The Traditional Polish Bakery, set up in Dublin 12 months ago, is now expanding its nationwide distribution of traditional Polish bread lines.It is targeting an estimated 120,000 Polish people living in Ireland, with 100,000 of them in the greater Dublin area as well as Irish consumers.The man behind the bakery, at Ballymount in west Dublin, is 30-year-old Karol Tracz, who comes from southern Poland.Tracz arrived in Ireland two years ago to work in Information Technology, before spotting a gap in the bread market and setting up the bakery with a finan- cial partner.The products of Tracz’s firm, which currently employs 15 and is expanding staff numbers, are distributed through supermarket chains Centra, Londis, Spar and Super Valu as well as independent retailers, mostly in the Dublin area, but also in bigger towns and cities, such as Athlone and Cork.Over the next two months, distribution will be widened to many other areas of Ireland, outside greater Dublin.Tracz said that setting up a business in Ireland was far less bureaucratic than in his native Poland.But he added that he found it difficult to rent the premises because he wasn’t a native Irishman. “We’re not doing confectionery yet,we’re too busy keeping up with the demand for our bread, including three kinds of brown bread,” said Tracz.Half a dozen other bakeries in Ireland also produce Polish lines.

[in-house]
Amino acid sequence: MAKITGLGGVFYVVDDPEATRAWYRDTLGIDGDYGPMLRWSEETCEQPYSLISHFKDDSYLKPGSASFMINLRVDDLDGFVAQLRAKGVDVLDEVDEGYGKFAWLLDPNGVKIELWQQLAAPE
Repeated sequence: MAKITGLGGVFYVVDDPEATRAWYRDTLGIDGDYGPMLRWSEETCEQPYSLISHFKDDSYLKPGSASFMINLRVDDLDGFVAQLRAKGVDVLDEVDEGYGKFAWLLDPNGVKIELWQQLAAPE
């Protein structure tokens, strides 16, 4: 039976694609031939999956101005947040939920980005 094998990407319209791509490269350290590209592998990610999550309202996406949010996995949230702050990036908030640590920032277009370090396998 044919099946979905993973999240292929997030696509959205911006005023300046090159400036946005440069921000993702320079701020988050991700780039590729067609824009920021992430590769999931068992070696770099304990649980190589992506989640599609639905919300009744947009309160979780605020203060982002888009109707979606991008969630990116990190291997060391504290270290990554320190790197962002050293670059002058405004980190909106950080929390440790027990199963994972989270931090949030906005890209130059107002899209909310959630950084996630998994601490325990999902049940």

The Rademaker Crusto bread line has been specially developed for large craft and industrial breadmakers to create artisan breads.Crusto’s cutting tools shape the bread without harming the structure, says the company. The Crusto’s ’cut bread’ technology allows bakers to work with strongly hydrated doughs, such as ciabatta for instance, and also with bulk-fermented doughs, to achieve a high-quality completely artisan look and structure.For products that need to be decorated with seeds, top and/or bottom, Rademaker has developed a special method. A continuous dough sheet runs over and/or under a moisturising roller, which makes the dough wet. This enables a universal strewer to deposit the seeds on top while a conveyor transfers them to the bottom. Any excess seeds fall down between the topping module and are recycled.The Crusto can make different size rolls, various shaped loaves and, for rounded products, there is the option of a fully integrated rounder. If required, a special calibrating module can de-gas the dough sheet for toast-style breads. The weighing module ensures very accurate weights, even with difficult doughs, says the company. Rademaker offers 24-hour service helpdesks plus nationwide engineering and technical help, controlled in the UK by its Bolton office.[http://www.rademaker.com]